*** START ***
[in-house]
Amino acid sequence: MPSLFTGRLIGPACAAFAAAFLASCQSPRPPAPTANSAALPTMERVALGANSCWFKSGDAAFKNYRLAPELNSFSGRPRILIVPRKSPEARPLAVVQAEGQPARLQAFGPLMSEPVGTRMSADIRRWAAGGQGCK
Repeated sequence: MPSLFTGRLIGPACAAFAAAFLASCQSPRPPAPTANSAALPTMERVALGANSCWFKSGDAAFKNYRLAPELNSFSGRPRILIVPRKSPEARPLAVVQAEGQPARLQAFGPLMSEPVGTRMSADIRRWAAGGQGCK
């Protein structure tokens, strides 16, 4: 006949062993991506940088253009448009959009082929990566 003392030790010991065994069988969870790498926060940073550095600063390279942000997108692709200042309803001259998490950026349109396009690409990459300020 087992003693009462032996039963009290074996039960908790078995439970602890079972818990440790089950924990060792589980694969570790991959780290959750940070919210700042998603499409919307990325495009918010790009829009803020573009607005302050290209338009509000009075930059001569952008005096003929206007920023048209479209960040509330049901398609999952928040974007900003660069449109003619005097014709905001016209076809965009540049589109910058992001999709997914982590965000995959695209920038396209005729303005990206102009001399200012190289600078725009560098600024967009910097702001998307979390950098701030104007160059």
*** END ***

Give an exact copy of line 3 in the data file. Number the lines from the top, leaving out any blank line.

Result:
Repeated sequence: MPSLFTGRLIGPACAAFAAAFLASCQSPRPPAPTANSAALPTMERVALGANSCWFKSGDAAFKNYRLAPELNSFSGRPRILIVPRKSPEARPLAVVQAEGQPARLQAFGPLMSEPVGTRMSADIRRWAAGGQGCK